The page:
His agreeable smile was eager and not forced at all, and he led Jiggs to his first meal in days, which he ate with deepest thanks. He also had enjoyed the unexpected introduction to the owner’s daughter and any of her friends who accompanied her, though none of them shared the meal in the bunkhouse. Undoubtedly, that would be on a piece of JBLBarB property for much of their visit, the daughter included.

Vertolley added, “Her name’s Jessica, Jessica Benton, and I have no ide of what names her friends carry.

Jiggs, most hopefully, was anxious to meet her, and any of her friends, on neutral territory, no matter where that might be. He was not a bit nervous of what might be coming his way, worth all the lost and dry travel on the way here, and the coming meetings of new friends. Thus, he hoped at hat instance with active fervor.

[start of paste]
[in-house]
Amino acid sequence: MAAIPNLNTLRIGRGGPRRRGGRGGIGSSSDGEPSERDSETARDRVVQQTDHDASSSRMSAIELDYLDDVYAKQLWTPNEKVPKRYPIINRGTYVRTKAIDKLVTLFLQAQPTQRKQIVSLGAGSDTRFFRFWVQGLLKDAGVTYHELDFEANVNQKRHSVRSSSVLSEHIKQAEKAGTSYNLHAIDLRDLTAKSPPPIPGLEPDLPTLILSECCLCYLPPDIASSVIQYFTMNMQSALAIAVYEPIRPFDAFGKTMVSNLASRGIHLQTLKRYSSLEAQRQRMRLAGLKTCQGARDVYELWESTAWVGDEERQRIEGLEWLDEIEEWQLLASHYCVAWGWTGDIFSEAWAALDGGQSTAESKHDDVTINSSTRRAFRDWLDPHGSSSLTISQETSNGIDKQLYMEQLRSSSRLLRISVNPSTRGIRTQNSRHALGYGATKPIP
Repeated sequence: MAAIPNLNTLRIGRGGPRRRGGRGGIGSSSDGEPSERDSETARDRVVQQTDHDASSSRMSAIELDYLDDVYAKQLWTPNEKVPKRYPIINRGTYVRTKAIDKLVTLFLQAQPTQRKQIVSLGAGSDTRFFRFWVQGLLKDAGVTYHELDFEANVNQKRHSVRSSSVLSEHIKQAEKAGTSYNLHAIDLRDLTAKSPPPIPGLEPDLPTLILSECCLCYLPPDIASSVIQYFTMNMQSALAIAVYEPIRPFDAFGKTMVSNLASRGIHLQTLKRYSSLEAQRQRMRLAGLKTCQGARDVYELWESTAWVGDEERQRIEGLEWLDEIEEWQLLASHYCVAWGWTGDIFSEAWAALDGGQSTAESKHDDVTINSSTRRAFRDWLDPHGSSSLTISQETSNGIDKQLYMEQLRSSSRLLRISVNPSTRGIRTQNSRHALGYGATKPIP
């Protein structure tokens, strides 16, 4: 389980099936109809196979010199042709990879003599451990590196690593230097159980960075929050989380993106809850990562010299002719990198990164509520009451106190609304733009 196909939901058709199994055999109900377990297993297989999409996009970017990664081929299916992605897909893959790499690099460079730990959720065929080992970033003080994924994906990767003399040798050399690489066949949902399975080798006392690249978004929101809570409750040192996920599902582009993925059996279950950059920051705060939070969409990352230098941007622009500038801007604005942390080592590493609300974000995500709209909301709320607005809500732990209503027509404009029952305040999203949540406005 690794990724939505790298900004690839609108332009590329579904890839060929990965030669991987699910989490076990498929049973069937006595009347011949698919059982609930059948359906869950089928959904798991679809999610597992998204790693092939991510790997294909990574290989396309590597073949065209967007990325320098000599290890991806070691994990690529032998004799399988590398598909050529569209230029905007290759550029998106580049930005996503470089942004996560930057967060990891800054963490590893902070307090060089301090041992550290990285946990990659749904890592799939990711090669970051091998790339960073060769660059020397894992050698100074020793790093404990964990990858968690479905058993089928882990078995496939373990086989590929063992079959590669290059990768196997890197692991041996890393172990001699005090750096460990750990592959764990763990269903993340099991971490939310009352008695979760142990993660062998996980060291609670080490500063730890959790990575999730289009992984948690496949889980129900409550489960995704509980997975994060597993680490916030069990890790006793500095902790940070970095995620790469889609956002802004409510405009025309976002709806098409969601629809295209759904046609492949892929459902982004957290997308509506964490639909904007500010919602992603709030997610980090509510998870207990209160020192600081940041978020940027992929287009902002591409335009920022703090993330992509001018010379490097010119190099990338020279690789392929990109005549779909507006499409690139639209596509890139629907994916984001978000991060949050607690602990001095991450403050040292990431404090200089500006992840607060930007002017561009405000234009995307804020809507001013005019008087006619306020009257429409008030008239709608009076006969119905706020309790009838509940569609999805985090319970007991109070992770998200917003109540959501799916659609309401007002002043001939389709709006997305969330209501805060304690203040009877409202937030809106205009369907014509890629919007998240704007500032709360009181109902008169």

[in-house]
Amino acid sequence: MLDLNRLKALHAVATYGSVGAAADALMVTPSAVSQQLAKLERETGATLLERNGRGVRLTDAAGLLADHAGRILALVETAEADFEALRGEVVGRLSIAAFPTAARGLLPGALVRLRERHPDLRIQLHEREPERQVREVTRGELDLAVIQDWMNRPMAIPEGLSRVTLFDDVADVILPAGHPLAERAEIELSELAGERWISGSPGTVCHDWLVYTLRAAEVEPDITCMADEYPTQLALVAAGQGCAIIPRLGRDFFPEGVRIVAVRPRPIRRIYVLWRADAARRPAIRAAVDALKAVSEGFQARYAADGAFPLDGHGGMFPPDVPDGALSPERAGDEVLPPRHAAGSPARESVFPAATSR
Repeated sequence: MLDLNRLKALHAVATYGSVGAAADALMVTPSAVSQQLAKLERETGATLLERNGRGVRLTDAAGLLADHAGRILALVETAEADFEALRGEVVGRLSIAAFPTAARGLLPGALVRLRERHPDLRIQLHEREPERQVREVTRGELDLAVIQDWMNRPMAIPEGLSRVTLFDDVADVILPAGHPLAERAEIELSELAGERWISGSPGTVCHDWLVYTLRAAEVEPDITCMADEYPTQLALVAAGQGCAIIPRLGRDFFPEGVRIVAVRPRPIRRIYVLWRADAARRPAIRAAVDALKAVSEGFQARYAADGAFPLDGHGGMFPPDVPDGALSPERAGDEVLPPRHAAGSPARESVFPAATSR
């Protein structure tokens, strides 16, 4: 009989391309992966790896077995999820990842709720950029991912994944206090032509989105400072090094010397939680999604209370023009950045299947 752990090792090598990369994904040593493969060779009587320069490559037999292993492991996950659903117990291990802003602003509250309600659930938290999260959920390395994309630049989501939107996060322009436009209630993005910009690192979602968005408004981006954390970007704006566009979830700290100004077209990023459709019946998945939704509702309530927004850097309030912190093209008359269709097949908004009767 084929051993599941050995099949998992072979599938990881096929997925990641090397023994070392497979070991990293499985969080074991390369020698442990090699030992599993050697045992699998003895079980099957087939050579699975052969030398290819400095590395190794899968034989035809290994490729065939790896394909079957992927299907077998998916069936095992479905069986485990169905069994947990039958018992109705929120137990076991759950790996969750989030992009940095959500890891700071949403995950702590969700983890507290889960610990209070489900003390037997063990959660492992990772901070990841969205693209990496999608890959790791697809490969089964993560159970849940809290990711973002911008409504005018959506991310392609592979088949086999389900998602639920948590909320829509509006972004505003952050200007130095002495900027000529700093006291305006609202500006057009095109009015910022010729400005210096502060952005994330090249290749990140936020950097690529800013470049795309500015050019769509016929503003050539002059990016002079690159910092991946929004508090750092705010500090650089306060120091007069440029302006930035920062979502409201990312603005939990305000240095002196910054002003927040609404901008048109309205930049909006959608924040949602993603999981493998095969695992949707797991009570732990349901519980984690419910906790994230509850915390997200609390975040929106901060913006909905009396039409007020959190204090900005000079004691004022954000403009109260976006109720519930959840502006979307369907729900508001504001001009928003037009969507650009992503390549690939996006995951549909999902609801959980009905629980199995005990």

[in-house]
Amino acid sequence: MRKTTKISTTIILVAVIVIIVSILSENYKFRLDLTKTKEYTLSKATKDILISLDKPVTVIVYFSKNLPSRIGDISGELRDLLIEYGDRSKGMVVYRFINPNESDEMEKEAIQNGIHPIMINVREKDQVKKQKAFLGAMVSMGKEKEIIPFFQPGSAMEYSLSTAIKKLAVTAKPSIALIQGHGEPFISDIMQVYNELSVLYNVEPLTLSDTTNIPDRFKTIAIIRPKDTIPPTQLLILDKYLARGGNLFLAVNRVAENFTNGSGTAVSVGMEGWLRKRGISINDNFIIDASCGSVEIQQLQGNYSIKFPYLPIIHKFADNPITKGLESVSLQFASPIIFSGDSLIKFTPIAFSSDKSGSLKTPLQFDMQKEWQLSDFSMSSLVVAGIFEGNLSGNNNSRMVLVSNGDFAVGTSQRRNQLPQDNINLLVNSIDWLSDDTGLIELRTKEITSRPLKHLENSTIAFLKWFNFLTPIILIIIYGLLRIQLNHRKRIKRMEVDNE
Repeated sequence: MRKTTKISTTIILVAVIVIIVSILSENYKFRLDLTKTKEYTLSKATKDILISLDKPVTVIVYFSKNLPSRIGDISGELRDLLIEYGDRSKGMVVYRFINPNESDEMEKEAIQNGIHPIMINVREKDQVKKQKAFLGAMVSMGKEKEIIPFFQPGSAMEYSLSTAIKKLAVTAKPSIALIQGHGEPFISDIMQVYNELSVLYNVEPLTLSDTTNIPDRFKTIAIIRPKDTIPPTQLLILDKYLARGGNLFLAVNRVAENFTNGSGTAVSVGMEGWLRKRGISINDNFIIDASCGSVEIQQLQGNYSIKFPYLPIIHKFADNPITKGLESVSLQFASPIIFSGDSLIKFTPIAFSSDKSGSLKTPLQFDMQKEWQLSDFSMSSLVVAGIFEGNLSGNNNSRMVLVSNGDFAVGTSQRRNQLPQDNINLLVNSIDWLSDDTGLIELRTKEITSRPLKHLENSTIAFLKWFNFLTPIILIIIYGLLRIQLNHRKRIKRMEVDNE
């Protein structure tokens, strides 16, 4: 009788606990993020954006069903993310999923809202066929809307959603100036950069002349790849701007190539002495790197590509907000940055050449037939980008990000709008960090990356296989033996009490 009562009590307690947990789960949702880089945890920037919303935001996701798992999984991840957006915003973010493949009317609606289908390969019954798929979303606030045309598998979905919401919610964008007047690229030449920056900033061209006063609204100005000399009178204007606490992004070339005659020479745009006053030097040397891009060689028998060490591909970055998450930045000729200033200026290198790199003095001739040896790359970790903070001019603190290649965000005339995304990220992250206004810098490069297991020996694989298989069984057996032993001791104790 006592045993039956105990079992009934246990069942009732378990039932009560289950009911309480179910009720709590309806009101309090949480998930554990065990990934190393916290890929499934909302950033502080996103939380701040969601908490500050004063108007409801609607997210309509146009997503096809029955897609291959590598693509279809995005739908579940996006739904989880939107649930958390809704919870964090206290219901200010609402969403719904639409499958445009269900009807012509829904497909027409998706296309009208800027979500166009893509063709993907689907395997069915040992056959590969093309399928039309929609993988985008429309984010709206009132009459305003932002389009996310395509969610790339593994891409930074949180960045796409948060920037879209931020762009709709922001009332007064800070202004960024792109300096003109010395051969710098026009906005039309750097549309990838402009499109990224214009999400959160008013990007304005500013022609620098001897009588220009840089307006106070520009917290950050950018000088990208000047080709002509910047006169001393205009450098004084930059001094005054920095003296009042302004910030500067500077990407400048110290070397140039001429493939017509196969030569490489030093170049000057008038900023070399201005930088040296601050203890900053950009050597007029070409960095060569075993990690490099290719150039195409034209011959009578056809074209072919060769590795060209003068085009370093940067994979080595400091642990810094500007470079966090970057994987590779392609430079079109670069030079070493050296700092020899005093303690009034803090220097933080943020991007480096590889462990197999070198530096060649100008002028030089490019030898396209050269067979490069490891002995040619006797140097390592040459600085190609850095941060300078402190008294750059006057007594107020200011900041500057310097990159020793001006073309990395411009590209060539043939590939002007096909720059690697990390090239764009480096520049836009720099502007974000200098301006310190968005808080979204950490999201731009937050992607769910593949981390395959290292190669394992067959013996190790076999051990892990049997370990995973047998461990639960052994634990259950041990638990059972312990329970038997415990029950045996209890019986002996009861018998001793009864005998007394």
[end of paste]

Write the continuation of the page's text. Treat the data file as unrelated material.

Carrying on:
That evening, in growing dusk, meals come and gone, one of the ranch cowboys picked up his guitar and sat in front of the bunkhouse. The first sounds brought comrades outside to listen, as he broke into an old favorite cowboy song, Goodbye Old Paint

Goodbye, old Paint, I'm a-leavin' Cheyenne

My foot's in the stirrup, my rein in my hand
I'm a-leavin' Cheyenne, I'm off to Montan'
Goodbye, old Paint, I'm a-leavin' Cheyenne

My horses ain't hungry, they won't eat your hay.

His melodic voice, loaded with personal loneliness most likely, brought a sadness and loneliness to the gathering as others joined them, including Jessica Benton and her college girlfriends, even all of them hushed into a pleasant silence, brought about by a mystical cowboy sadness working its magic on most listeners, but directly on all of the college girls, alone in the wild and lonely west where drama is truly born and sung about.

Jessica Benton’s hand, after more touching songs, eventually found the hand of Jiggs Foster that evening, the touch already remembered from earlier in the day when her heart began to flutter in place as she came to know, most immediately, the love of her life.

Jiggs Foster, as it can now be said, finally was the lonely cowboy come home again.